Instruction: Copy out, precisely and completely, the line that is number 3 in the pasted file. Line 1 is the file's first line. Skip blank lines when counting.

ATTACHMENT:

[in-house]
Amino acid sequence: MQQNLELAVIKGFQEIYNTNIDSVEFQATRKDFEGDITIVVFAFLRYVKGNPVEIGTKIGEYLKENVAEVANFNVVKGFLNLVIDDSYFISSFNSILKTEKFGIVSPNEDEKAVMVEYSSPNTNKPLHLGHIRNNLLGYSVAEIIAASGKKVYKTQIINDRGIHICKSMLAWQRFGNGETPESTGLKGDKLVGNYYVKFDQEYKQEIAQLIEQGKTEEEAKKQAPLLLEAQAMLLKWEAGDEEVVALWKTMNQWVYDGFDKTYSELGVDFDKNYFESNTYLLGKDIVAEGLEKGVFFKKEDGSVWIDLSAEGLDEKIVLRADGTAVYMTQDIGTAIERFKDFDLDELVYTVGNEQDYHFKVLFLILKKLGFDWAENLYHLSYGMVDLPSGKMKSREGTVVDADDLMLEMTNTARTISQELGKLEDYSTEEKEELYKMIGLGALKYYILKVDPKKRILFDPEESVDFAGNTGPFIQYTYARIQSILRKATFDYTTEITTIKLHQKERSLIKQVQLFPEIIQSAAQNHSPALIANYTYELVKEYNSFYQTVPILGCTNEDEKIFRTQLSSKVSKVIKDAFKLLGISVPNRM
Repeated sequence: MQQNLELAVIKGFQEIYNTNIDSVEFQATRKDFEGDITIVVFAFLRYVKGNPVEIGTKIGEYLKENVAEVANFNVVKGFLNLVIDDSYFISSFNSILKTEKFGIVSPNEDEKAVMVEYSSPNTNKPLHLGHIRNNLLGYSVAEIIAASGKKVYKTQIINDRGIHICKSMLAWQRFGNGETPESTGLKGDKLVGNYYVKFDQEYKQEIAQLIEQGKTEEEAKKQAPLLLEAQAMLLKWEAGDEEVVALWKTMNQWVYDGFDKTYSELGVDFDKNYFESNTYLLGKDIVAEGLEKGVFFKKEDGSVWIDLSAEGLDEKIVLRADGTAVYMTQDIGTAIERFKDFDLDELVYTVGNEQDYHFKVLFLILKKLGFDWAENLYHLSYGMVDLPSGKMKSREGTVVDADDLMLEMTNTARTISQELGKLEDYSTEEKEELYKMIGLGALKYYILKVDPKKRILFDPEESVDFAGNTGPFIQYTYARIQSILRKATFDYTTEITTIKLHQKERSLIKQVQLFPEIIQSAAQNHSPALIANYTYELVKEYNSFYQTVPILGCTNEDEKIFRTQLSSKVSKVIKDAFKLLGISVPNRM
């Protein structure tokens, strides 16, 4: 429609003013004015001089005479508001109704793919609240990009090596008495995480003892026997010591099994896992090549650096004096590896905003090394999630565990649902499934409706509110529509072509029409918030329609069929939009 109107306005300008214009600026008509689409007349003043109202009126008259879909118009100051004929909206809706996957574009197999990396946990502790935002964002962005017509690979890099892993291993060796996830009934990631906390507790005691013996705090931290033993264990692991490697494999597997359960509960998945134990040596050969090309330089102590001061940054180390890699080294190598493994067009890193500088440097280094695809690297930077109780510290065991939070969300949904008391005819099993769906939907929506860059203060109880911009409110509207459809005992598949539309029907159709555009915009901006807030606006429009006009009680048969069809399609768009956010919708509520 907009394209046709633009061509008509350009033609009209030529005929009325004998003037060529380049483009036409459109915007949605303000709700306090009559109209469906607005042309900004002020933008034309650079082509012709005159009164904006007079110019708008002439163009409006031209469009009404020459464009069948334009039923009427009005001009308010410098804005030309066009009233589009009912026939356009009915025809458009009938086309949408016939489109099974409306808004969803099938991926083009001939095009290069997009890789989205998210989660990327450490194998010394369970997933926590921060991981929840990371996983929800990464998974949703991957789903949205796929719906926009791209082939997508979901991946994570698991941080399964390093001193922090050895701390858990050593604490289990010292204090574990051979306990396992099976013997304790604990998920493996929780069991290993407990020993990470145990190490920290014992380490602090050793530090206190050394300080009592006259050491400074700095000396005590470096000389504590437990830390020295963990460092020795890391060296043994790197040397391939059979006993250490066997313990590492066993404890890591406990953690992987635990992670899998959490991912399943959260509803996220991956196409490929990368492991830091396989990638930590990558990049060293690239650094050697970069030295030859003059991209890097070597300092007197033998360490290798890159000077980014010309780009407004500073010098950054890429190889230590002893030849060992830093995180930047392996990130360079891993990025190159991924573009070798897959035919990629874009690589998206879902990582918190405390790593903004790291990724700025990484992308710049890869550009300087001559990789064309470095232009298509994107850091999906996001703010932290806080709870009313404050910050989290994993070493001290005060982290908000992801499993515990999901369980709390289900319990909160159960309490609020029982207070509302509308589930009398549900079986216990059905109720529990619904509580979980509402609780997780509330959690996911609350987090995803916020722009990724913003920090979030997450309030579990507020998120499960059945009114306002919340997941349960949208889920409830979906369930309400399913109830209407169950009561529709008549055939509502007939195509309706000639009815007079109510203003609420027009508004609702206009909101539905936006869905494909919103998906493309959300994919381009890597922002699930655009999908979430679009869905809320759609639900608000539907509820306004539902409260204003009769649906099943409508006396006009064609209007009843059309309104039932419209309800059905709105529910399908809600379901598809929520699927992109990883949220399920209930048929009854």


Repeated sequence: MQQNLELAVIKGFQEIYNTNIDSVEFQATRKDFEGDITIVVFAFLRYVKGNPVEIGTKIGEYLKENVAEVANFNVVKGFLNLVIDDSYFISSFNSILKTEKFGIVSPNEDEKAVMVEYSSPNTNKPLHLGHIRNNLLGYSVAEIIAASGKKVYKTQIINDRGIHICKSMLAWQRFGNGETPESTGLKGDKLVGNYYVKFDQEYKQEIAQLIEQGKTEEEAKKQAPLLLEAQAMLLKWEAGDEEVVALWKTMNQWVYDGFDKTYSELGVDFDKNYFESNTYLLGKDIVAEGLEKGVFFKKEDGSVWIDLSAEGLDEKIVLRADGTAVYMTQDIGTAIERFKDFDLDELVYTVGNEQDYHFKVLFLILKKLGFDWAENLYHLSYGMVDLPSGKMKSREGTVVDADDLMLEMTNTARTISQELGKLEDYSTEEKEELYKMIGLGALKYYILKVDPKKRILFDPEESVDFAGNTGPFIQYTYARIQSILRKATFDYTTEITTIKLHQKERSLIKQVQLFPEIIQSAAQNHSPALIANYTYELVKEYNSFYQTVPILGCTNEDEKIFRTQLSSKVSKVIKDAFKLLGISVPNRM